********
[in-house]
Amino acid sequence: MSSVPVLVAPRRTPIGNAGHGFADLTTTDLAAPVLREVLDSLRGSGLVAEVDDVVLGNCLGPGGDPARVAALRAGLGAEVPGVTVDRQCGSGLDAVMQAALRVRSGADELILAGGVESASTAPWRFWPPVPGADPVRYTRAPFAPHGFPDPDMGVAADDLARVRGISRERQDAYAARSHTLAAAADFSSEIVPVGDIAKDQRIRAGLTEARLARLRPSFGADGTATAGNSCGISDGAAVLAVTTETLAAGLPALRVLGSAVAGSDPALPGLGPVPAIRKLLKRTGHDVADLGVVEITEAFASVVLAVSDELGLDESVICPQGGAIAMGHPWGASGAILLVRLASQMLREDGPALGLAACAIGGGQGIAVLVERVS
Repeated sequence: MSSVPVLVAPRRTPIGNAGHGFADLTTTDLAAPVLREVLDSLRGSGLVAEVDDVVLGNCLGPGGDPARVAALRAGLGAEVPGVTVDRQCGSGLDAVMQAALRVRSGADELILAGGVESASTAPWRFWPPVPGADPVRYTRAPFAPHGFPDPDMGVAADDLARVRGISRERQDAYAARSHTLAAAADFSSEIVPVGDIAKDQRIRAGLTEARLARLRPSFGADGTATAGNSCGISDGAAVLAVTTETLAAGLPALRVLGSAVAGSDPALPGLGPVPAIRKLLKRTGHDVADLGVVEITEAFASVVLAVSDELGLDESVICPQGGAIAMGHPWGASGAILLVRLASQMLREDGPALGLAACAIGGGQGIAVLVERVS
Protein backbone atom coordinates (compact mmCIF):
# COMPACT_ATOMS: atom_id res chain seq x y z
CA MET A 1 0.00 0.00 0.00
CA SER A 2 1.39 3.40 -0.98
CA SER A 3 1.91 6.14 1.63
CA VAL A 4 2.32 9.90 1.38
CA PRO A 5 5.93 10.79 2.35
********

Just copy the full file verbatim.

[in-house]
Amino acid sequence: MSSVPVLVAPRRTPIGNAGHGFADLTTTDLAAPVLREVLDSLRGSGLVAEVDDVVLGNCLGPGGDPARVAALRAGLGAEVPGVTVDRQCGSGLDAVMQAALRVRSGADELILAGGVESASTAPWRFWPPVPGADPVRYTRAPFAPHGFPDPDMGVAADDLARVRGISRERQDAYAARSHTLAAAADFSSEIVPVGDIAKDQRIRAGLTEARLARLRPSFGADGTATAGNSCGISDGAAVLAVTTETLAAGLPALRVLGSAVAGSDPALPGLGPVPAIRKLLKRTGHDVADLGVVEITEAFASVVLAVSDELGLDESVICPQGGAIAMGHPWGASGAILLVRLASQMLREDGPALGLAACAIGGGQGIAVLVERVS
Repeated sequence: MSSVPVLVAPRRTPIGNAGHGFADLTTTDLAAPVLREVLDSLRGSGLVAEVDDVVLGNCLGPGGDPARVAALRAGLGAEVPGVTVDRQCGSGLDAVMQAALRVRSGADELILAGGVESASTAPWRFWPPVPGADPVRYTRAPFAPHGFPDPDMGVAADDLARVRGISRERQDAYAARSHTLAAAADFSSEIVPVGDIAKDQRIRAGLTEARLARLRPSFGADGTATAGNSCGISDGAAVLAVTTETLAAGLPALRVLGSAVAGSDPALPGLGPVPAIRKLLKRTGHDVADLGVVEITEAFASVVLAVSDELGLDESVICPQGGAIAMGHPWGASGAILLVRLASQMLREDGPALGLAACAIGGGQGIAVLVERVS
Protein backbone atom coordinates (compact mmCIF):
# COMPACT_ATOMS: atom_id res chain seq x y z
CA MET A 1 0.00 0.00 0.00
CA SER A 2 1.39 3.40 -0.98
CA SER A 3 1.91 6.14 1.63
CA VAL A 4 2.32 9.90 1.38
CA PRO A 5 5.93 10.79 2.35